May 24, 2001: Tennessean wins ACLU Scholarship
FOR IMMEDIATE RELEASE
Franklin, Tennessee High School Senior is Among 12 Winners
NASHVILLE - - The American Civil Liberties Union of Tennessee today announced that Jonathan Eli Arnold of Page High School is one of 12 seniors nationwide to be awarded a $4,000 college scholarship in recognition of his exceptional contributions to the struggle to defend civil liberties.
The ACLU’s College Scholarship for Youth Activism Award recognizes the efforts of graduating seniors who have demonstrated a strong commitment to civil liberties throughout their career in secondary school.
"We are delighted that Eli was selected as a scholarship winner," said Hedy Weinberg, Executive Director of the ACLU of Tennessee. "He has been a wonderful asset, and we are confident he will bring to the community at large the enthusiasm for civil liberties that he has displayed here volunteering with us."
Arnold is perhaps the only high school student who has ever been featured in his local newspaper because his politics are drastically different from many people in his community. In March, the Tennessean ran an article titled, “Page High School senior power-walks a liberal path.”
Eli, as he is known throughout his highly conservative community, has a well-earned reputation for defending the Bill of Rights. He writes letters concerning civil liberties issues to newspaper editors, volunteers at the ACLU, and organizes people in his community to petition against the death penalty.
"Before I began to volunteer at the ACLU, I thought I was aware of civil rights problems in Tennessee," said Arnold, who will attend St. Johns College in Maryland in the Fall. "Truthfully, I was ignorant. I now am dedicated to the eradication of intolerance and the infringement of civil rights. My new-found moral and legal responsibility to my fellow citizens has been a direct result of my volunteerism at the ACLU."
Last Fall, Eli contacted the ACLU of Tennessee when he learned that the organization was sponsoring a program about the death penalty. He asked the ACLU if he could bring non-members to the program. When they replied positively, he prepared and posted flyers about the event at his school and in his community.
Several days after the event, Eli called the ACLU office and asked if he could volunteer there. Since then, Eli drives twice a week to the Nashville office to volunteer.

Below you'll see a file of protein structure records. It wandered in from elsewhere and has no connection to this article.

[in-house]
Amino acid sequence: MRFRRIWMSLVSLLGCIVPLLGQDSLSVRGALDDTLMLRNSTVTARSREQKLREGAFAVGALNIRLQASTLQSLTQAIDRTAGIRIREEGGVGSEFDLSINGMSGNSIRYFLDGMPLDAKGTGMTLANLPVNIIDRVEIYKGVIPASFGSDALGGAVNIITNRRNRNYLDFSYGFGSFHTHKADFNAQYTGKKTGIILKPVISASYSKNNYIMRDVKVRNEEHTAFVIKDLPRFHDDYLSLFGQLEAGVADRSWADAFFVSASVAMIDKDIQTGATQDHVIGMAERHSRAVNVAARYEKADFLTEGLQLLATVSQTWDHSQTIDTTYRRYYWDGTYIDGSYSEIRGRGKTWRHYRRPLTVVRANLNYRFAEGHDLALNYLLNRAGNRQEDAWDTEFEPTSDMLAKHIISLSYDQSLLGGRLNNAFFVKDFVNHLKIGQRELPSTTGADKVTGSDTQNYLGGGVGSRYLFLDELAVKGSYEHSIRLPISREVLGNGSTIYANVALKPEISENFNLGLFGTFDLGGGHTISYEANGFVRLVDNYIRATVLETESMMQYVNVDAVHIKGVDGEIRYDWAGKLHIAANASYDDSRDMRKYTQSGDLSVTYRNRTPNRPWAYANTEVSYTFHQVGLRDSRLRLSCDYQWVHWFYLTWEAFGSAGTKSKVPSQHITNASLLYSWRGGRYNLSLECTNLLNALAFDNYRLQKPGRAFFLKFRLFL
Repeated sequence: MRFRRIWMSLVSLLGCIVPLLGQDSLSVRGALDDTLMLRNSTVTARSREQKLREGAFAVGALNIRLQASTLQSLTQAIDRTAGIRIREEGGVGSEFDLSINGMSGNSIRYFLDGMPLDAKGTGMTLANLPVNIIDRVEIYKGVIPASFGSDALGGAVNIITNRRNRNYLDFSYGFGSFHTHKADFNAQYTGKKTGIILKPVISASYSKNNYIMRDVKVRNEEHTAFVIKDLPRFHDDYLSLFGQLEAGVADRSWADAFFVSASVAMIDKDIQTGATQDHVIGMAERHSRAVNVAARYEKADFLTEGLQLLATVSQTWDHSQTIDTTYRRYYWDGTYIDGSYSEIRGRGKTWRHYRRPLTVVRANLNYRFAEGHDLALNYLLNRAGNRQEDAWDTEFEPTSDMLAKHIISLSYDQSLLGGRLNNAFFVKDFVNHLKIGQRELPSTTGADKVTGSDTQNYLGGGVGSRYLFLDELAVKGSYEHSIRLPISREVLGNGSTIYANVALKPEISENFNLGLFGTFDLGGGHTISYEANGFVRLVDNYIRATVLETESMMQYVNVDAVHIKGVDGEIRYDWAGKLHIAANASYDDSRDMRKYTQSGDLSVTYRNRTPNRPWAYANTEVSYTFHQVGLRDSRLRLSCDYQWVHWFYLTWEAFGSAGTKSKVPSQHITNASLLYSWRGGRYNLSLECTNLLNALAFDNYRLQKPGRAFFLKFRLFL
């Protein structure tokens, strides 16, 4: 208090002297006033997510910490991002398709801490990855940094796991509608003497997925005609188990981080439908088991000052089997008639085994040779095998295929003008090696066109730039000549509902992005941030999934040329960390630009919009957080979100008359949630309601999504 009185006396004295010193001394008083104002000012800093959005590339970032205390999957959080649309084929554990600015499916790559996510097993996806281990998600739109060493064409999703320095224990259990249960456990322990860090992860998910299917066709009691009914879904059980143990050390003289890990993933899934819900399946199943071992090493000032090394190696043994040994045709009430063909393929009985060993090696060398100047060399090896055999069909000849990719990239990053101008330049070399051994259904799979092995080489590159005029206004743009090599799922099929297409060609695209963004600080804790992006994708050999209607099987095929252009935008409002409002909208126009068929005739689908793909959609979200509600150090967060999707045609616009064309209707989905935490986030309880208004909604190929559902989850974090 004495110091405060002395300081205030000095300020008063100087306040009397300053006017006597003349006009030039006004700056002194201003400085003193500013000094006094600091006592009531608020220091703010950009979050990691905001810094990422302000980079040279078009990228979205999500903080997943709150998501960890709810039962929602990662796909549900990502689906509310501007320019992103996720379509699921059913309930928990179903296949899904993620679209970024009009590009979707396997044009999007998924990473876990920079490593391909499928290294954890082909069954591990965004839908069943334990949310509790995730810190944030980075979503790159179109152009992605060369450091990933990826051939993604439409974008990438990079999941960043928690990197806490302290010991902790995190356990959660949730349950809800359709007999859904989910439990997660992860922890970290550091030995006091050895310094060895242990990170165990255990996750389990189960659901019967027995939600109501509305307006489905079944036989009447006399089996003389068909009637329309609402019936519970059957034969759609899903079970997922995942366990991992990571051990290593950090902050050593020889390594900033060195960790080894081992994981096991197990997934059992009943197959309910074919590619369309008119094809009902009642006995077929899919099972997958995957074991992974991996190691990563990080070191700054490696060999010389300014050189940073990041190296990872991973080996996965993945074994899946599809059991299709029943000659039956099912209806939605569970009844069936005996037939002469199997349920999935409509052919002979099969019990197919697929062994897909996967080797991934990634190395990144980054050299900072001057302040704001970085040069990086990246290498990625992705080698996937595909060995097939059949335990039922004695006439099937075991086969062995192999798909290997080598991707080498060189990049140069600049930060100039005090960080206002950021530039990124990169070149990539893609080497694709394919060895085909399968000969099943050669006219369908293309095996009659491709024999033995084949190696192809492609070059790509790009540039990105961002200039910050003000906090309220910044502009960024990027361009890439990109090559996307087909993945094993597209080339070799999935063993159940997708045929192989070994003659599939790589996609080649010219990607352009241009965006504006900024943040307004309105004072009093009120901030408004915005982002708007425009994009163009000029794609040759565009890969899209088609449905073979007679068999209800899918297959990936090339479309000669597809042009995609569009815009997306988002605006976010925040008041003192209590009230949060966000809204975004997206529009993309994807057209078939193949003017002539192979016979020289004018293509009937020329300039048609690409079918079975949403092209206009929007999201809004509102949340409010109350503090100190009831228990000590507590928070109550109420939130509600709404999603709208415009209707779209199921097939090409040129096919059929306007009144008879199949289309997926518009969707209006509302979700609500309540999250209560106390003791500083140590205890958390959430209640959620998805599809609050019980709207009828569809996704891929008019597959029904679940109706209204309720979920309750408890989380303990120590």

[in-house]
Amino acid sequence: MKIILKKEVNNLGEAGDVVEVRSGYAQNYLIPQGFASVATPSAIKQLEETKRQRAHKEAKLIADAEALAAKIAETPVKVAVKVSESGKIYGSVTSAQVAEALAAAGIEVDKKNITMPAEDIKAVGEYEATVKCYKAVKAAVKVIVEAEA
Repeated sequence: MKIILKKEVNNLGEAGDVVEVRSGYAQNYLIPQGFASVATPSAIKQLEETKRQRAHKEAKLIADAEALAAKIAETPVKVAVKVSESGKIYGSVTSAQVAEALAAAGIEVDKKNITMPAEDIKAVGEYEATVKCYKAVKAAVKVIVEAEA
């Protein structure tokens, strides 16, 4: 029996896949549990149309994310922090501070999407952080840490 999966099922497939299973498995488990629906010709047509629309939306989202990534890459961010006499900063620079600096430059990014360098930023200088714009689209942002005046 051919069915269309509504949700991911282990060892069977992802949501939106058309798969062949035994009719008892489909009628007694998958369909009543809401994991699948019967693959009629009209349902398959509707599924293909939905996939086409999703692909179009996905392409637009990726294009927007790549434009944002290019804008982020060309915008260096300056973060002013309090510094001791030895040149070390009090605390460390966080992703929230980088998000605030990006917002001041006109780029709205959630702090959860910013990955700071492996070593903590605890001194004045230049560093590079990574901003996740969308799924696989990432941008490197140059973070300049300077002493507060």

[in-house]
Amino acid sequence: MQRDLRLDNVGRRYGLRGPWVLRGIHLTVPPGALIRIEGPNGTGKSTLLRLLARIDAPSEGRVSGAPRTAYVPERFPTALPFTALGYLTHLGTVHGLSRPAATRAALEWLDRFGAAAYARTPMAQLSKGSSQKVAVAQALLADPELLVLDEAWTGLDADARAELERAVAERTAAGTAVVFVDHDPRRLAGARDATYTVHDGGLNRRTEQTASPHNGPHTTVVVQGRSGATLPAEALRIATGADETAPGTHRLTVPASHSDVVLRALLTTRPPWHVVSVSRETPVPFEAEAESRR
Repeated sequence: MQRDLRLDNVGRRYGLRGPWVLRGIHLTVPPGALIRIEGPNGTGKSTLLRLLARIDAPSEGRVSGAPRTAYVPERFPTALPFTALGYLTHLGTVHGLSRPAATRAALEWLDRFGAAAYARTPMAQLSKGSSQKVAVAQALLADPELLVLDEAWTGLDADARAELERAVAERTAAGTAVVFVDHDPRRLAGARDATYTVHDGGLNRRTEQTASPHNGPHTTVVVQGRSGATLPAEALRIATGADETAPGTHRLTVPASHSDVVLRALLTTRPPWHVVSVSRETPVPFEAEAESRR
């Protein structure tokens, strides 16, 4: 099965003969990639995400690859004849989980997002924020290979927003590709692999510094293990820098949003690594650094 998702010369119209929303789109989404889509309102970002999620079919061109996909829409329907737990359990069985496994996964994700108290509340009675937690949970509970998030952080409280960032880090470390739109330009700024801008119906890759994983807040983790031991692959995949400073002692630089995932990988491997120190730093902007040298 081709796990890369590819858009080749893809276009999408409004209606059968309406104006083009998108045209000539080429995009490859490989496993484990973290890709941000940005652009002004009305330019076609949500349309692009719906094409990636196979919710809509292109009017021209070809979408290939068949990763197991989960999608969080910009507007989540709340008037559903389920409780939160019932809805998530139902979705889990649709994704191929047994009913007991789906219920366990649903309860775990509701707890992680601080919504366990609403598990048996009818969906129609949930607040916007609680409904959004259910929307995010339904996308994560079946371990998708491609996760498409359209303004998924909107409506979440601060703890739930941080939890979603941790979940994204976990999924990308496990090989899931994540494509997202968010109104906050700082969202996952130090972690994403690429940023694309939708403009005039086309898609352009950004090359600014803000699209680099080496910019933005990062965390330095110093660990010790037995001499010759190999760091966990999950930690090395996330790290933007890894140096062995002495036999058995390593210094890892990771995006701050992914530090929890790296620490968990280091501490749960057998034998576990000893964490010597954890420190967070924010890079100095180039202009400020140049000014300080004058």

While his school’s pastimes are sports and dances, Eli focuses his attention on increasing awareness of civil liberties concerns in his community. Eli relentlessly urges his peers and teachers to become active and attend ACLU activities. He credits his inspiration and drive to the “extreme opposition.”
“I get Jerry Falwell’s newsletter,” admitted Eli. “Reading it angers me, but I’m able to use that anger in a positive way.”
While Eli’s family does not support the ACLU, they do support his thoughtful choices and approve of his ACLU volunteer work.
“It’s funny to think that my father is an NRA member, and I’m a liberal,” said Eli, who would one day like to become a Supreme Court Justice. “However, despite the many issues on which we disagree, my parents are very supportive.”
In addition to Eli, this year’s other recipients hail from California, Florida, Illinois, Kentucky, Maine, Michigan, New Jersey, New York, North Carolina, and Oklahoma.
Many of the students selected stood up for the rights of their peers by challenging the injustices inflicted upon them by school officials; created an ACLU chapter at their school; or interned at the ACLU affiliate office in their state. In 2000, the first year of the program, the ACLU awarded scholarships to eight high school seniors.
“The ACLU’s College Scholarship for Youth Activism Award gives us an opportunity to recognize the courage of students like Eli and the example they set for their peers,” said Nadine Strossen, President of the National ACLU. “It truly is an honor to be able to provide these intelligent, resourceful and committed young people with support for their education.”
The ACLU College Scholarship program was made possible by a generous grant from an anonymous donor.
Copyright 2001, The American Civil Liberties Union